The Patsy Cline Museum opens to the public Friday, April 7, adding another attraction to the “must-see” list for Nashville tourists and locals paying homage to the personal and professional life of the icon.
“In her short nine years as a recording artist from ‘55 to ‘63, she forever changed the voice of country music, the role of female artists and influenced performers across all genres,” said founder Bill Miller. “To this very day, artists still cover her hits and you’ll hear her recordings used in motion pictures and TV series. She deserved her own museum as she continues to transcend generations of fans. We are honored to work with Patsy’s children to preserve her legacy.”
Located at 119 Third Avenue South, in Nashville, the Patsy Cline Museum houses the largest collection of Patsy Cline artifacts in the world featuring personal letters, photographs, costumes, clothing and household furnishings from her Nashville dream house that have been locked away for more than 50 years.
“I am very happy to speak on behalf of my brothers, Randy and Chip, and in honor of the legacy of my mother, Patsy Cline,” said Julie Fudge. “Since the passing of our father, this is our first step together in continuing to share Mom’s music, life and story, as we feel Dad would have. We are thrilled to have the opportunity to partner with and experience what Bill will present to old and new fans alike.”
Born Virginia Patterson Hensley in the small town of Winchester, Virginia, Patsy was reared on church music and began touring the area performing in variety and talent shows as a teen. Gaining notoriety via regional disc jockeys and radio appearances, she would join Jimmy Dean as a regular on the “Town and Country Jamboree” airing daily out of Arlington in 1954. By this time, she was a staple on the night club performance circuit donning the fringe western wear designs of her mother. She took the name Cline when she was married to her then husband Gerald Edward Cline from 1953-1957.
Patsy landed her first recording contract in 1955 with Four Star Records, but would see her success soar under Decca releasing her debut project in 1957. In her five and half year charting career, she scored hits like Walkin’ After Midnight, I Fall to Pieces, Crazy, She’s Got You, Leavin’ On Your Mind, So Wrong and many others. This Billboard Award winner became a member of the Grand Ole Opry in 1960 and broke many ceilings for women. She was the first female to receive headline billing over her male tour mates and the first to not only anchor a Las Vegas regency, but also the first to perform in NY’s Carnegie Hall. In her personal life, she had two children with her second husband Charles (Charlie) Dick, a daughter Julia (Julie) (1958) and son Allen Randolph (1961). Patsy died at the age of 30 when the plane she had boarded after a show in Kansas City, Kansas, crashed about 90 miles outside of Nashville in Camden, Tennessee.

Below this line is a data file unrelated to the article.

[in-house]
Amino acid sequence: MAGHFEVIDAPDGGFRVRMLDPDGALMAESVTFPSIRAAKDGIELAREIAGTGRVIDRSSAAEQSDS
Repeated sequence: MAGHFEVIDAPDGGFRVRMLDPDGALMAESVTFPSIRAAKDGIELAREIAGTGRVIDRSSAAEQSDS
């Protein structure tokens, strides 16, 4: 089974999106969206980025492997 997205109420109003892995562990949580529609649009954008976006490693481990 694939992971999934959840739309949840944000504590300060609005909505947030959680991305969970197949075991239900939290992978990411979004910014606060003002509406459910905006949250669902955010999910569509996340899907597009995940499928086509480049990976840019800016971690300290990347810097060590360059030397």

Posthumously, she would become the first solo female inducted into the Country Music Hall of Fame in 1973. To date, the RIAA has certified one Diamond (sales of over ten million), three Platinum (sales of over one million) and four Gold (sales of over 500,000) albums. She was been portrayed in film by both Beverly D’Angelo (Coal Miner’s Daughter) and Jessica Lange (Sweet Dreams). Her music continues to land placements in TV (“Blindspot” , “Pretty Little Liars”  and “Bates Motel” ), film (“Assassin’s Creed”  and “Maze Runner: The Scorch Trials” ) and video games (“Deadpool”  & “Twisted Metal” ).
Guests will travel back to her humble beginnings in Winchester, Virginia and see family photos, possessions and even the very booth she waitressed as a teenager at Gaunt’s Drugstore. Never-before-seen costumes that exhibit her transition from western cowgirl to singing headliner will also be on display. Many of the costumes exhibited are creations designed and sewn by her mother, Hilda.
Guests will have the unique opportunity to step inside Patsy’s famed Rec Room, where many entertainers dropped in to jam and party in the dream home Patsy purchased on Nella Drive in Goodlettsville, Tennessee. The room contains original furnishings owned and used by Cline and her husband Charlie Dick. A vintage jukebox broadcasts her mega-hit “Crazy,” highlighting its distinction as the most programmed jukebox song of all time. A bio film also documents Patsy’s career and is hosted by noted actress Beverly D’Angelo, who was nominated for a Golden Globe for her portrayal of Patsy Cline in the 1980 film “Coal Miner’s Daughter.”
The Patsy Cline Museum is located on the second level of the building which houses the world renowned Johnny Cash Museum. Guests are educated and entertained via cutting-edge audio and touch screen technology featuring Cline’s numerous audio and video performances. The museum is open 9 a.m. to 7 p.m. CT daily and admission will be $18.95. For more information, be sure to check out www.patsymuseum.com or on Facebook at www.facebook.com/Patsyclinemuseum and Twitter: @ClineMuseum.
Jessica Blankenship is the owner and founder of Kentucky Country Music website. The Berea College graduate has been a music journalist and historian for over 20 years. She enjoys providing concert photography, reviews, historical articles, red carpet event coverage, and exclusive interviews of your favorite musicians. Jessica is proud to be a Kentucky Colonel and alumni of the FFA and 4-H Clubs. In 2018, she was named one of Laurel County’s Ten Under 40 Award Recipients. In 2019, she was a member of the Inaugural class of BRIGHT Kentucky as part of Leadership Kentucky. She has been featured on the Kentucky Music Preview podcast, Hollercast podcast, Overtones radio show, WFKY Nashville News Roundup, KET, and more. Beyond music, she enjoys traveling, helping her community, collecting gnomes, and Volkswagens.